Empowering human rights defenders

Summaries of Jurisprudence: Gender-based Violence. 2nd Edition Updated

CEJIL presents a new title to its collection of Summaries of Jurisprudence, this time dedicated to Gender Violence.

This publication includes a selection of texts of decisions from international human rights organs related to the protection of women victims of violence. The compilation provides a solid body of jurisprudence that allows one to obtain a broad panorama of the reality of women in a variety of contexts, revealing the indisputable relevance of gender violence in the world, even further than the advances in regulation material.

We hope that this will be a useful tool that contributes to the defense of human rights and the eradication of one of the most tolerated and silenced human rights violations as such is the violence exercised against women.


Type of publication:Compilation of jurisprudence
Full version available in:
Year: 2011
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Summaries of Jurisprudence: Health and Reproductive Rights

CEJIL is delighted to present a new book to its collection of Tools for the Protection of Human Rights: Summaries of Jurisprudence, this time dedicated to Health and Reproductive Rights.

The human rights protection bodies recognize the access to medical care, including reproductive health, as a basic right. Nonetheless, the decisions included in this volume illustrate some of the grave deficiencies in the effective enjoyment of these rights, directly affecting women’s right to choose regarding maternity, accessing health information, or to be respected in their autonomy and privacy, among others.

These pages compile decisions and judgments that constitute more relevant jurisprudence in relation to health and reproductive rights. We hope that this book will be a useful tool that contributes to the defense of those rights.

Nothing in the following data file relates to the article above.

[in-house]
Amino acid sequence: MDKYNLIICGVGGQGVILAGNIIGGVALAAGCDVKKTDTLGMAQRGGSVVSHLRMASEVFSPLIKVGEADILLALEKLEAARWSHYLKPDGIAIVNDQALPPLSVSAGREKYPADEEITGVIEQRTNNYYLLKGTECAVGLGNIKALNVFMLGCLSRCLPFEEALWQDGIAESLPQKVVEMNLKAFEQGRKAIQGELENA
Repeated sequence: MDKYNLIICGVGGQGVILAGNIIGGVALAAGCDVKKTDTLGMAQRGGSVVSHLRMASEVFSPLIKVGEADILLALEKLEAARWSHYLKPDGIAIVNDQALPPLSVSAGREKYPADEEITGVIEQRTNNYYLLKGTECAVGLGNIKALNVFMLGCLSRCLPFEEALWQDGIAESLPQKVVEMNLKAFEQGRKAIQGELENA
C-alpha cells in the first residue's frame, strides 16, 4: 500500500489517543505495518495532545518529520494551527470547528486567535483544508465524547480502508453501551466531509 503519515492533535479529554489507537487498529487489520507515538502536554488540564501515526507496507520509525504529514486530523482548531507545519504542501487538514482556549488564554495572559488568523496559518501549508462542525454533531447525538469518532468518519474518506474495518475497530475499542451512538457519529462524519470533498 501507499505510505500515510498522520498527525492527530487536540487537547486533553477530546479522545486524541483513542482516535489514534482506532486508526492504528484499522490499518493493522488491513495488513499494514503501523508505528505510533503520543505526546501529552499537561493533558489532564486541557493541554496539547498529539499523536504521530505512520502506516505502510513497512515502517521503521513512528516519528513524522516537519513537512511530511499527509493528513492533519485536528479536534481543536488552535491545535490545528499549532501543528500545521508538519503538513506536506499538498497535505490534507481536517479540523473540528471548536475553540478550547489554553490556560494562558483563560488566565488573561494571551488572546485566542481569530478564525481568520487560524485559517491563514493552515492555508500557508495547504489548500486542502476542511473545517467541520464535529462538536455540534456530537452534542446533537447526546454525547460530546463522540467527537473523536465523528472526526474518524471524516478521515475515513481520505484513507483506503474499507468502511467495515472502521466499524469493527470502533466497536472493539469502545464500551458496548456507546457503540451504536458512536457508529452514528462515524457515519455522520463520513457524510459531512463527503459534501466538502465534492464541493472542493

Type of publication:Compilation of jurisprudence
Full version available in:
Year: 2012
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International Day Against Homophobia & Transphobia

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Human rights in the Inter-American System. Compilation of instruments. 2011 Edition.


Type of publication:Compilation of law
Full version available in:
Year: 2011
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Human rights in the Inter-American system. Compilation of instruments. 2009 edition.

Los Derechos Humanos en el Sistema Interamericano. Compilación de Instrumentos.

El Centro por la Justicia y el Derecho Internacional (CEJIL) se complace en presentar la sexta edición actualizada de su publicación Derechos Humanos en el Sistema Interamericano: Compilación de Instrumentos.

Desde la primera versión de este compendio de normativa interamericana sobre protección y defensa de los derechos humanos –editada en 1997- CEJIL se ha propuesto con esta compilación tornar más accesible a distintos públicos el conocimiento del derecho internacional de los derechos humanos desarrollado en el continente americano, así como el uso de las herramientas que el sistema interamericano (SI) pone a disposición de víctimas y defensores de derechos humanos.

La obra recopila las Declaraciones, Tratados, Protocolos y Principios que conforman la normativa fundamental del derecho internacional de los derechos humanos en el ámbito interamericano, complementándola con aquellos textos que reglamentan la composición y funcionamiento de la Comisión y Corte Interamericana (Estatutos y Reglamentos).

Esta sexta edición actualizada incluye las últimas modificaciones a los Reglamentos de la Comisión y la Corte introducidas en 2009, que afectan a aspectos centrales del Sistema como son las reglas aplicables a la fase de admisibilidad de peticiones, las medidas cautelares de protección, el papel de las víctimas en el litigio ante la Corte Interamericana, o cuestiones de representación legal, entre otras.